Stratiform:  A stratiform is (a cloud) having predominantly horizontal development.

Stratocumulus:  It is a cloud belonging to a class characterized by large dark, rounded masses, usually in groups, lines, or waves, the individual elements being larger than those in altocumulus and the whole being at a lower altitude, usually below 8000 ft (2400 m).

Stratosphere:  It is the layer of the atmosphere above the troposphere and below the mesosphere (between 10 km and 50 km), generally characterized by an increase in temperature with height.

Stratus:  It is a cloud belonging to a class characterized by a gray, horizontal layer with a uniform base, found at a lower altitude than altostratus, usually below 8000 ft (2400 m).

Sublimation:  It is the process whereby ice changes directly into water vapor without melting. In meteorology, sublimation can also mean the transformation of water vapor into ice. (See Deposition.)

Subsidence:  It is the slow sinking of air, usually associated wit high-pressure areas.

Sundog: A sundog is a colored luminous spot produced by refraction of light through ice crystals that appears on either side of the sun. Also called parhelion

Sun pillar:  It is a vertical streak of light extending above (or below) the sun. It is produced by the reflection of sunlight of ice crystals.

Supercool:  It means to cool a liquid below its freezing point without solidification or crystallization.

Supersaturated air:  It is a condition that occurs in the atmosphere when the relative humidity is greater that 100 percent.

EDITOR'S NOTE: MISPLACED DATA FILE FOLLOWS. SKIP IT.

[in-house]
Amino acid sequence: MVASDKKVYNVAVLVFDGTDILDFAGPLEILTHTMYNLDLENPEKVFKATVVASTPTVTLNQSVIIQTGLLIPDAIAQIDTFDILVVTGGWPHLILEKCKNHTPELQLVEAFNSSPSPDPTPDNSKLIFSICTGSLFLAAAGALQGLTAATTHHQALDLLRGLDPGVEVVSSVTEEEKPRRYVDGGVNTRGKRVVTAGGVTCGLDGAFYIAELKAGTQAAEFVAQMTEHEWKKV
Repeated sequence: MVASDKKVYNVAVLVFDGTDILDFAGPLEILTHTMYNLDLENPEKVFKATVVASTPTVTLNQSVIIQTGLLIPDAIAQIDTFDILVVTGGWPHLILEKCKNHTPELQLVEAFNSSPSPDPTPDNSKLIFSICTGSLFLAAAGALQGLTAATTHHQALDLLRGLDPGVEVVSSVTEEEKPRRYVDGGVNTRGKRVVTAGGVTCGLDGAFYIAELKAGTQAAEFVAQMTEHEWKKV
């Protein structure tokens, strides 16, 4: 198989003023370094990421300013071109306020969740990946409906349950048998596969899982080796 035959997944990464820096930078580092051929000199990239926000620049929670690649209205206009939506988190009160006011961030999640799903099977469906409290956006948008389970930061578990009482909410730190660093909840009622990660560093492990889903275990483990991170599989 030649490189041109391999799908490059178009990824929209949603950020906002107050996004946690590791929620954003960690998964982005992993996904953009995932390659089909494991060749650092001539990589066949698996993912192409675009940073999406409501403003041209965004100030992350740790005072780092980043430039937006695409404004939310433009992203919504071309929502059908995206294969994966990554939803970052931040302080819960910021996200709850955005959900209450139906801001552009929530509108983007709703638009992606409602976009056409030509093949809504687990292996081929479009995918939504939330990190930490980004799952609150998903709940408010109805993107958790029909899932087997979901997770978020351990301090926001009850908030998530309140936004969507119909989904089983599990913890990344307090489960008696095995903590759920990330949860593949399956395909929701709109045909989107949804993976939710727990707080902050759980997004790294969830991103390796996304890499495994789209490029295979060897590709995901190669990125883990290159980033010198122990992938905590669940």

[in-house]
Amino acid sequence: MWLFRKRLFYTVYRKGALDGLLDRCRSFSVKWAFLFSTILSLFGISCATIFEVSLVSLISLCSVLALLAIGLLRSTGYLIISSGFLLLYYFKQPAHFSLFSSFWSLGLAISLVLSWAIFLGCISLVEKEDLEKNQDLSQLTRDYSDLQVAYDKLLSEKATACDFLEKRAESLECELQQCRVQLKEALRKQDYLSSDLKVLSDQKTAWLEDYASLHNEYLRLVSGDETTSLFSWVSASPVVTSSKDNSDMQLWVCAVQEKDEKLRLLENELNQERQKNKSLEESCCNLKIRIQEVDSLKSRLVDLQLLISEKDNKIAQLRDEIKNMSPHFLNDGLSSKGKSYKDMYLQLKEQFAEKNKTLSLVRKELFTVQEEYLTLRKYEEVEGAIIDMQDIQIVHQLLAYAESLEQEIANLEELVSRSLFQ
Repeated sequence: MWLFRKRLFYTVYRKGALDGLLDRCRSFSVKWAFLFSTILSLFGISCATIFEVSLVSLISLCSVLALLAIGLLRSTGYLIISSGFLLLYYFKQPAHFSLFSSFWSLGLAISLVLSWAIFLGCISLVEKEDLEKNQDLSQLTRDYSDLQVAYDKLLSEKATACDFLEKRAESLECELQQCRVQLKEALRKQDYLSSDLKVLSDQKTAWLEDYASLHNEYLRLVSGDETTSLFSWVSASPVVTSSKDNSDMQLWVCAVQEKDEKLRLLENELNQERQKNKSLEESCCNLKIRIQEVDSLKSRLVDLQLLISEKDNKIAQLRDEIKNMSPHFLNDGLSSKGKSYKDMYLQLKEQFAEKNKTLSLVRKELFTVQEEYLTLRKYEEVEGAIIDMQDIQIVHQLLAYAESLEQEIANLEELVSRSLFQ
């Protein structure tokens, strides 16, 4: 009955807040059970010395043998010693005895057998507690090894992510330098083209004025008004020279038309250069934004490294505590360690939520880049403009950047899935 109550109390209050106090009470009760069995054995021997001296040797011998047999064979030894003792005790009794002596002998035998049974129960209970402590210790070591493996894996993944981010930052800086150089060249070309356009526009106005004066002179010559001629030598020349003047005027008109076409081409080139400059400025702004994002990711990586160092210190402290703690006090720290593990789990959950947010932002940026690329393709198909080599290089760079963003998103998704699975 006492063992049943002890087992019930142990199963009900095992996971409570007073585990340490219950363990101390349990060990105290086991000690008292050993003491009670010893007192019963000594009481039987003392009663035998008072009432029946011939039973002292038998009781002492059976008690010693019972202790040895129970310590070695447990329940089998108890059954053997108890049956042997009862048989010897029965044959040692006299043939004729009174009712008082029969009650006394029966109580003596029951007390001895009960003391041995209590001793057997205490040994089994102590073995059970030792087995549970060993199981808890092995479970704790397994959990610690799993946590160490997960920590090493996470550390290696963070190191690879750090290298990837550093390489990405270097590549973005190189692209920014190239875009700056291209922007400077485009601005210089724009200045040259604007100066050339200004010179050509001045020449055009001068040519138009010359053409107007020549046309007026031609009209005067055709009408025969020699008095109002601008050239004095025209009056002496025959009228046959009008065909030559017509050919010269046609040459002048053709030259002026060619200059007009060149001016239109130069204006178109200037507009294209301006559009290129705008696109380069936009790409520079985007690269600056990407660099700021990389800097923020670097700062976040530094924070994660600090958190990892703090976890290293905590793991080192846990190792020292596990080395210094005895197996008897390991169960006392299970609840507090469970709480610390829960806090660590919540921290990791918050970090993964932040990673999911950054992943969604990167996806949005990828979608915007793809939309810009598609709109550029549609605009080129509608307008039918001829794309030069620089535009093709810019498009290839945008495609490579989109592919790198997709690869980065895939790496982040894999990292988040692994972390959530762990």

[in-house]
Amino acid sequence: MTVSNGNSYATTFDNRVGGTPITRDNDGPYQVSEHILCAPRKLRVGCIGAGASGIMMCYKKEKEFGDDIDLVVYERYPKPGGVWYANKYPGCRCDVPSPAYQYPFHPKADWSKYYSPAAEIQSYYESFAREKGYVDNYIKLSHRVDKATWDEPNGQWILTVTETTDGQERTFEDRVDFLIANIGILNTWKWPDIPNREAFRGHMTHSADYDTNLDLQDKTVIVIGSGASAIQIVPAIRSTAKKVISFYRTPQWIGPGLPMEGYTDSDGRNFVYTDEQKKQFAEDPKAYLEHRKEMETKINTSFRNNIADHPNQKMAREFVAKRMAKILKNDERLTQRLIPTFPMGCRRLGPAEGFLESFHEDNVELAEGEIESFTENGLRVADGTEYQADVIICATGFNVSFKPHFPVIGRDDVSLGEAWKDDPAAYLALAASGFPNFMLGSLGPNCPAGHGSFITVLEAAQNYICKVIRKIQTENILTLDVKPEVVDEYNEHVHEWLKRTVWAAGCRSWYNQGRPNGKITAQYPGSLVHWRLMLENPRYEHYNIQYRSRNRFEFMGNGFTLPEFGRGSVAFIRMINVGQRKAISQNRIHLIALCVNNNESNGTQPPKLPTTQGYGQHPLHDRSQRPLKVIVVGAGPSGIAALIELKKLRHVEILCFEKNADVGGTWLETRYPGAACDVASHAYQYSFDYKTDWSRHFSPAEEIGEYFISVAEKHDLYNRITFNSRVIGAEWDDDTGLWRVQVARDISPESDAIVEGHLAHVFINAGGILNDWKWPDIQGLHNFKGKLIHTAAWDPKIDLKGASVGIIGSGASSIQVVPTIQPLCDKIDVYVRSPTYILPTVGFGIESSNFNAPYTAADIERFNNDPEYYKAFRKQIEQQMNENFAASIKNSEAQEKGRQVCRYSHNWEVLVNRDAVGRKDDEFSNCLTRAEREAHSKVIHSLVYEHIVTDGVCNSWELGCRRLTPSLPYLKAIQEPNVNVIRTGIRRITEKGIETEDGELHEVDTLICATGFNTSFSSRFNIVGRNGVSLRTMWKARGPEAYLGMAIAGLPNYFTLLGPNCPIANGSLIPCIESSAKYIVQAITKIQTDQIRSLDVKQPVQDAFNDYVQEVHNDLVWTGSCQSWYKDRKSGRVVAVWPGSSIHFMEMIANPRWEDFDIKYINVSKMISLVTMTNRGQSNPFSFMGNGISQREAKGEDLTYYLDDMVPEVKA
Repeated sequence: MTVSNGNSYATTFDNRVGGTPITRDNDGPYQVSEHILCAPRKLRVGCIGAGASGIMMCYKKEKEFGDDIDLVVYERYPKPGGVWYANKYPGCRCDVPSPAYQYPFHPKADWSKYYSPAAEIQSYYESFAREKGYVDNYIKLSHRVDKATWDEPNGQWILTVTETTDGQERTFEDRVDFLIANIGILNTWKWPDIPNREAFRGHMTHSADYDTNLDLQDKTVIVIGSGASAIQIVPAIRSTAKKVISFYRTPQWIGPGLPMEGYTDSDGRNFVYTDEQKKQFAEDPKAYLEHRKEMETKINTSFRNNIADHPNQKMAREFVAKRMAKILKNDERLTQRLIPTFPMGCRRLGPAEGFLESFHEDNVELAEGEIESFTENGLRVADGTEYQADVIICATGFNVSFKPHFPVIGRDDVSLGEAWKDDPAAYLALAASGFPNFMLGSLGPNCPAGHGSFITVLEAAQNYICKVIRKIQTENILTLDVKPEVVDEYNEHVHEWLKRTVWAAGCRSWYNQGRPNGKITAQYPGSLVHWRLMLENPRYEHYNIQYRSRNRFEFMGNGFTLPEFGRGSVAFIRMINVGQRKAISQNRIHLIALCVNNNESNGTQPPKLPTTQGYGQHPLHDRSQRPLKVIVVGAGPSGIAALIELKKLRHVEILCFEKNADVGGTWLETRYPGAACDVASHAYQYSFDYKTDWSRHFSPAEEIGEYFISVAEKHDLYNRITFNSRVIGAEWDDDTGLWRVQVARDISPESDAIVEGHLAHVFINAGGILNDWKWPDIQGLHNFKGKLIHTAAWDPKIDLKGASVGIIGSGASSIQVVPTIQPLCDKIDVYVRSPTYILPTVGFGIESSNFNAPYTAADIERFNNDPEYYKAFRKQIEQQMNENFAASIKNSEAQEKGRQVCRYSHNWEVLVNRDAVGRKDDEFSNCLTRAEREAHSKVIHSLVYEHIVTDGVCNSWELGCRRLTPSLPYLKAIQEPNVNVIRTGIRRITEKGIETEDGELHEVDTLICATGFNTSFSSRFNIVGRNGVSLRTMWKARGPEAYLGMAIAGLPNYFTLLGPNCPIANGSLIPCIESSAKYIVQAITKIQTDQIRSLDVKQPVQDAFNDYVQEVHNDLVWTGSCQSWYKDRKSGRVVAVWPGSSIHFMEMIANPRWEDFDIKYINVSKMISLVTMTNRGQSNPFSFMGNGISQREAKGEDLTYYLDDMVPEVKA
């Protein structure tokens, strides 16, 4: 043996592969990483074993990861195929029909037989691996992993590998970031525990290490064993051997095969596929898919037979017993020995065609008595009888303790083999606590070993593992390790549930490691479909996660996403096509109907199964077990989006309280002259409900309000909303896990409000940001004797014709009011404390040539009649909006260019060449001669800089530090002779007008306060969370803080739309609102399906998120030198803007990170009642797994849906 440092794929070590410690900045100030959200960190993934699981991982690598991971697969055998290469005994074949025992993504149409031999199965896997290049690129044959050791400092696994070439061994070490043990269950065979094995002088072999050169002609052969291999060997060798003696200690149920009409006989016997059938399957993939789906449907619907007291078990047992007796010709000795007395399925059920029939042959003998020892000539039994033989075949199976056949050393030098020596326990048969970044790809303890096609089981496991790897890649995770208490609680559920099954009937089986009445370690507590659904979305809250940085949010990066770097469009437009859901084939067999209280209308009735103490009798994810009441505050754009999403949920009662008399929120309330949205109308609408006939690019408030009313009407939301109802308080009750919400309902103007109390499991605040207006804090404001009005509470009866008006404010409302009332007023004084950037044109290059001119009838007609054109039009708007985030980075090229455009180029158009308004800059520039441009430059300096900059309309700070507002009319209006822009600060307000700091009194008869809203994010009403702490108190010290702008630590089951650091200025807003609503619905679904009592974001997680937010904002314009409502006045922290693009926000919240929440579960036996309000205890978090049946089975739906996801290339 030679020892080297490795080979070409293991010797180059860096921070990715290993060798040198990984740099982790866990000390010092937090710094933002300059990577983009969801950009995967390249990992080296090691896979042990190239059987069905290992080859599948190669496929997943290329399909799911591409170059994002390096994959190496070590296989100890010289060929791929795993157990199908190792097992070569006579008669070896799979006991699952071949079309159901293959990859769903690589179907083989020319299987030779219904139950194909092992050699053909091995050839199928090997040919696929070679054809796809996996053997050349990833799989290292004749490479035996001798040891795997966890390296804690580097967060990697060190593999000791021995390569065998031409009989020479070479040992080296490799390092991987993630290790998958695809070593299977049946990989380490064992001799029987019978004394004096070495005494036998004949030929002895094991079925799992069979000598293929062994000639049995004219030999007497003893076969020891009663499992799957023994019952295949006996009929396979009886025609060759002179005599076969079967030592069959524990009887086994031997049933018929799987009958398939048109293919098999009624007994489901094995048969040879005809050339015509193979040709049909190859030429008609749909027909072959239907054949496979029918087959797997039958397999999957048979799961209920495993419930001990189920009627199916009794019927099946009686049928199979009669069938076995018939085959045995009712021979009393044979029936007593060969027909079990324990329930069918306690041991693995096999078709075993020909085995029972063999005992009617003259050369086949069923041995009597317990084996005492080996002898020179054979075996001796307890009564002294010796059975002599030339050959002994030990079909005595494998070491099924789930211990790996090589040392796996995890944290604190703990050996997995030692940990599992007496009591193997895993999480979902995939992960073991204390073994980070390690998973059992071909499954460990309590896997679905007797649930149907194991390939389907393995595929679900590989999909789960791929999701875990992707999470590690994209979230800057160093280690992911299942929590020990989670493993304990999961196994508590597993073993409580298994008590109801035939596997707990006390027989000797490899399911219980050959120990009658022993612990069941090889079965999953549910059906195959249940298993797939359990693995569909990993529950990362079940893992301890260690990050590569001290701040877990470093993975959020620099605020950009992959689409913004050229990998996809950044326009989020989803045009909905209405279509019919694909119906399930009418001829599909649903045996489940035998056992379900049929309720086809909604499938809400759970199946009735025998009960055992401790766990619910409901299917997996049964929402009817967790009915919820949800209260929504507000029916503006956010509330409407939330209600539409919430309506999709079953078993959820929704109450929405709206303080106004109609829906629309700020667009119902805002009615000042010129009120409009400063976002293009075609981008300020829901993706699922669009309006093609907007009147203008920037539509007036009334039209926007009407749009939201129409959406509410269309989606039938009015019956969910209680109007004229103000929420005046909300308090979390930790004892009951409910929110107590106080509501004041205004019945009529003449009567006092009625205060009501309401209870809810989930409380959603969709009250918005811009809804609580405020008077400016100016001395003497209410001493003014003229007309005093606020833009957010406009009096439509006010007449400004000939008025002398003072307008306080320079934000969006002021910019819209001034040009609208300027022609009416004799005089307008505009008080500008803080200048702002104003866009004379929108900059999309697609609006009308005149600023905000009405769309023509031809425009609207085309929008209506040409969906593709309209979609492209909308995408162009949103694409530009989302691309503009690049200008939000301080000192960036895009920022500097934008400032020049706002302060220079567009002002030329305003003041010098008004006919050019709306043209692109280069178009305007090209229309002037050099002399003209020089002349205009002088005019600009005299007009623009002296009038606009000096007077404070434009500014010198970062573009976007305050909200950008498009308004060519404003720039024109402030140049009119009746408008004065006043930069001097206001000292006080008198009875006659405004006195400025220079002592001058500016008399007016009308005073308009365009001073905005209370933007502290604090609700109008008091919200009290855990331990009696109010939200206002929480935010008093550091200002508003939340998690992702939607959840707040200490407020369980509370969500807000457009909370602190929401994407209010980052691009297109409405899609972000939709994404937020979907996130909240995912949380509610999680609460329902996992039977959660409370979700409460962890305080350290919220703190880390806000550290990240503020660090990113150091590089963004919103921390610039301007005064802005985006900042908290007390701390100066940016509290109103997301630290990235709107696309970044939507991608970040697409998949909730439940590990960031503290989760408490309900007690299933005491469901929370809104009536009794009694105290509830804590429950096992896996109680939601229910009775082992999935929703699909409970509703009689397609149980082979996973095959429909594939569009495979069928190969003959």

Surface energy budget:  It is the energy or heat budget at the earth's surface, considered in terms of the fluxes through a plane at the earth-atmosphere interface. The energy budget includes radiative, sensible, latent and ground heat fluxes.

Surface weather chart:  It is an analyzed synoptic chart of surface weather observations. A surface chart shows the distribution of sea-level pressure (therefore, the position of highs, lows, ridges and troughs) and the location and nature of fronts and air masses. Often added to this are symbols for occurring weather phenomena. Although the pressure is referred to mean sea level, all other elements on this chart are presented as they occur at the surface point of observation.

Synoptic scale:  This is the typical weather map scale that shows features such as high- and low-pressure areas and fronts over a distance spanning a continent. Also called the cyclonic scale.  Typically ranging on the scale of 1000 to 2500km. 

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Temperature:  It is the degree of hotness or coldness of a substance as measured by a thermometer. It is also a measure of the average speed or kinetic energy of the atoms and molecules in a substance.

Temperature inversion:  It is an extremely stable air layer in which temperature increases with altitude, the inverse of the usual temperature profile in the troposphere.

Terminal velocity:  It is the constant speed obtained by a falling      object when the upward drag on the object balances the downward force of gravity.